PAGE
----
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Vision Res. 1998 Feb;38(4):513-22.

Objective measurement of the off-axis longitudinal chromatic aberration in the human eye.

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Instituto de Optica Daza de Valdés, Consejo Superior de Investigaciones Científicas. Serrano, Madrid, Spain.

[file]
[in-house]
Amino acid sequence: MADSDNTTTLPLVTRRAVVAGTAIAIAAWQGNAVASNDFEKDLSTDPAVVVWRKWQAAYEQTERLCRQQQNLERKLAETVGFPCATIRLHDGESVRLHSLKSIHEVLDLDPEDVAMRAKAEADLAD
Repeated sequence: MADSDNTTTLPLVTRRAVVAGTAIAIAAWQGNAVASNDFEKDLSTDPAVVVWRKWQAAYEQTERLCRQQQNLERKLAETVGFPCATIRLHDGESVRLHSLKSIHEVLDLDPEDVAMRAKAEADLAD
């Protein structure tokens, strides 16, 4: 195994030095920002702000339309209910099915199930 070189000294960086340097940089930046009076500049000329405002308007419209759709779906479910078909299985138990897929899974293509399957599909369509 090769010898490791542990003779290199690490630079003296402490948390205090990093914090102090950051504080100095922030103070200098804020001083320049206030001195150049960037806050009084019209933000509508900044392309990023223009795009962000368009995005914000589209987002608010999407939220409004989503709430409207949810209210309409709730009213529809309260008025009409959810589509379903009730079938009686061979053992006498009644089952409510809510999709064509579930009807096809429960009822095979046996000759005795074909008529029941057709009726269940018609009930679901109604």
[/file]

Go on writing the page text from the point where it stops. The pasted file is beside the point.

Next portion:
Longitudinal chromatic aberration (LCA) of the human eye has been studied repeatedly, but only at the fovea. Poor visual acuity prevents its subjective determination beyond a few degrees eccentricity. Consequently, we have used an objective approach, similar to that of Charman and Jennings [(1976). Vision Research 16, 999-1005], to measure ocular LCA across the visual field. To determine the validity of our double-pass approach, a direct comparison between objective and subjective results was established where possible, namely at the fovea and parafoveally (2.5 deg). In both cases we focused a monochromatic point source at four different wavelengths (458, 501.8, 543.5 and 632.8 nm). At the fovea, for a 3 mm pupil, we found a close match between subjective and objective results. However, as the subjective task became harder (off-axis or larger pupils), subjective results tended to yield slightly more myopic eyes than the results for objective refraction. In all cases, the offset was virtually independent of the wavelength used. Therefore, we have not found evidence of any biased estimates of the LCA, as determined objectively. Our foveal results show reasonable agreement with previous findings, except for slightly smaller amounts of LCA. Starting at the fovea, LCA tends to gradually increase with eccentricity, up to 40 deg, although such an increase is small, just approaching statistical significance. Computation of the LCA using a model eye predicts a slightly smaller increase with eccentricity.

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